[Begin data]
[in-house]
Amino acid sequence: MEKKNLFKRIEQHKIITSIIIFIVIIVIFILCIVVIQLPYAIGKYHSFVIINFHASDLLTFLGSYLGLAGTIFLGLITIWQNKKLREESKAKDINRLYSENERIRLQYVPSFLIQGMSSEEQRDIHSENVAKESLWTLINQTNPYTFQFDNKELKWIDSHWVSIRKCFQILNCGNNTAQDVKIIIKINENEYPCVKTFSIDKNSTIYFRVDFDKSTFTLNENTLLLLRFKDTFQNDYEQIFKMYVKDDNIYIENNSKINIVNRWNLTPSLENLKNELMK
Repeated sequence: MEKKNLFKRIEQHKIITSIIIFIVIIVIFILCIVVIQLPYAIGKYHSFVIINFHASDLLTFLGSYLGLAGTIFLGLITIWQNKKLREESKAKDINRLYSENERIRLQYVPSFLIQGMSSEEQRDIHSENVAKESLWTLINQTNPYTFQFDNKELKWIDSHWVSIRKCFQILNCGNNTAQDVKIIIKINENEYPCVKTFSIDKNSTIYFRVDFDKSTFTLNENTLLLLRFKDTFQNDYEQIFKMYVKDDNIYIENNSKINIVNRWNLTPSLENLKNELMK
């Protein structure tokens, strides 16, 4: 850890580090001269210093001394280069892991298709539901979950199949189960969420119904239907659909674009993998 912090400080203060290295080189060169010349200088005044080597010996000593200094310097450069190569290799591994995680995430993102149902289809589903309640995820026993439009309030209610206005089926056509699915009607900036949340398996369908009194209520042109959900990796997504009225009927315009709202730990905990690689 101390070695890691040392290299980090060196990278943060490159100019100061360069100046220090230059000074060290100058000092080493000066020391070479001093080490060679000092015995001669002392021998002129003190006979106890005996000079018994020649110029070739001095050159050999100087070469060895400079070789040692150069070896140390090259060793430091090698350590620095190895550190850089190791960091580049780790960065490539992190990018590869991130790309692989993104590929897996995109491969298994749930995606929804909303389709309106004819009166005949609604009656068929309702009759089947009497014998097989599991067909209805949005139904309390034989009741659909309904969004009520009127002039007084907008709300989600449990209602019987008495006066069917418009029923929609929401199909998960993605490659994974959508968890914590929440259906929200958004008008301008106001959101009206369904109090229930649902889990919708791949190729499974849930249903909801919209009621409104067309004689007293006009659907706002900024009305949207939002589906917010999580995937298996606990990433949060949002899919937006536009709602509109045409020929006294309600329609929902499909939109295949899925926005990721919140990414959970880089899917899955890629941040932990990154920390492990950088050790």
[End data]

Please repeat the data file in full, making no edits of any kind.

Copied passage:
[in-house]
Amino acid sequence: MEKKNLFKRIEQHKIITSIIIFIVIIVIFILCIVVIQLPYAIGKYHSFVIINFHASDLLTFLGSYLGLAGTIFLGLITIWQNKKLREESKAKDINRLYSENERIRLQYVPSFLIQGMSSEEQRDIHSENVAKESLWTLINQTNPYTFQFDNKELKWIDSHWVSIRKCFQILNCGNNTAQDVKIIIKINENEYPCVKTFSIDKNSTIYFRVDFDKSTFTLNENTLLLLRFKDTFQNDYEQIFKMYVKDDNIYIENNSKINIVNRWNLTPSLENLKNELMK
Repeated sequence: MEKKNLFKRIEQHKIITSIIIFIVIIVIFILCIVVIQLPYAIGKYHSFVIINFHASDLLTFLGSYLGLAGTIFLGLITIWQNKKLREESKAKDINRLYSENERIRLQYVPSFLIQGMSSEEQRDIHSENVAKESLWTLINQTNPYTFQFDNKELKWIDSHWVSIRKCFQILNCGNNTAQDVKIIIKINENEYPCVKTFSIDKNSTIYFRVDFDKSTFTLNENTLLLLRFKDTFQNDYEQIFKMYVKDDNIYIENNSKINIVNRWNLTPSLENLKNELMK
């Protein structure tokens, strides 16, 4: 850890580090001269210093001394280069892991298709539901979950199949189960969420119904239907659909674009993998 912090400080203060290295080189060169010349200088005044080597010996000593200094310097450069190569290799591994995680995430993102149902289809589903309640995820026993439009309030209610206005089926056509699915009607900036949340398996369908009194209520042109959900990796997504009225009927315009709202730990905990690689 101390070695890691040392290299980090060196990278943060490159100019100061360069100046220090230059000074060290100058000092080493000066020391070479001093080490060679000092015995001669002392021998002129003190006979106890005996000079018994020649110029070739001095050159050999100087070469060895400079070789040692150069070896140390090259060793430091090698350590620095190895550190850089190791960091580049780790960065490539992190990018590869991130790309692989993104590929897996995109491969298994749930995606929804909303389709309106004819009166005949609604009656068929309702009759089947009497014998097989599991067909209805949005139904309390034989009741659909309904969004009520009127002039007084907008709300989600449990209602019987008495006066069917418009029923929609929401199909998960993605490659994974959508968890914590929440259906929200958004008008301008106001959101009206369904109090229930649902889990919708791949190729499974849930249903909801919209009621409104067309004689007293006009659907706002900024009305949207939002589906917010999580995937298996606990990433949060949002899919937006536009709602509109045409020929006294309600329609929902499909939109295949899925926005990721919140990414959970880089899917899955890629941040932990990154920390492990950088050790």